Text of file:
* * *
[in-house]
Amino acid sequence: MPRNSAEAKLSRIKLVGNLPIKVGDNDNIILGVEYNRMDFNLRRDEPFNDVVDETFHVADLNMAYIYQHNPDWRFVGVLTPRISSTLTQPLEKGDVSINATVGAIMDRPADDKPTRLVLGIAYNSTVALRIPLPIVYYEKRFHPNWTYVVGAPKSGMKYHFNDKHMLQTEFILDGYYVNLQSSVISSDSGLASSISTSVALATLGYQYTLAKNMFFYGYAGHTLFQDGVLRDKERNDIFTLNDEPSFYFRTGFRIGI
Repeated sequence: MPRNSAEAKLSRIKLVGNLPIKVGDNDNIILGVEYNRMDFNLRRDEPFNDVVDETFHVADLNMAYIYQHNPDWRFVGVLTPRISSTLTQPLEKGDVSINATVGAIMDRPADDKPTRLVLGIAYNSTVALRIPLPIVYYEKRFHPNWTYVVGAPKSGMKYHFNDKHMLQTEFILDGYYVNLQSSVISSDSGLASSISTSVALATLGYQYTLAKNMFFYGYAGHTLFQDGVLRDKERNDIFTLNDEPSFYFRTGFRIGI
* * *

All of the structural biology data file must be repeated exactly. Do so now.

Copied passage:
[in-house]
Amino acid sequence: MPRNSAEAKLSRIKLVGNLPIKVGDNDNIILGVEYNRMDFNLRRDEPFNDVVDETFHVADLNMAYIYQHNPDWRFVGVLTPRISSTLTQPLEKGDVSINATVGAIMDRPADDKPTRLVLGIAYNSTVALRIPLPIVYYEKRFHPNWTYVVGAPKSGMKYHFNDKHMLQTEFILDGYYVNLQSSVISSDSGLASSISTSVALATLGYQYTLAKNMFFYGYAGHTLFQDGVLRDKERNDIFTLNDEPSFYFRTGFRIGI
Repeated sequence: MPRNSAEAKLSRIKLVGNLPIKVGDNDNIILGVEYNRMDFNLRRDEPFNDVVDETFHVADLNMAYIYQHNPDWRFVGVLTPRISSTLTQPLEKGDVSINATVGAIMDRPADDKPTRLVLGIAYNSTVALRIPLPIVYYEKRFHPNWTYVVGAPKSGMKYHFNDKHMLQTEFILDGYYVNLQSSVISSDSGLASSISTSVALATLGYQYTLAKNMFFYGYAGHTLFQDGVLRDKERNDIFTLNDEPSFYFRTGFRIGI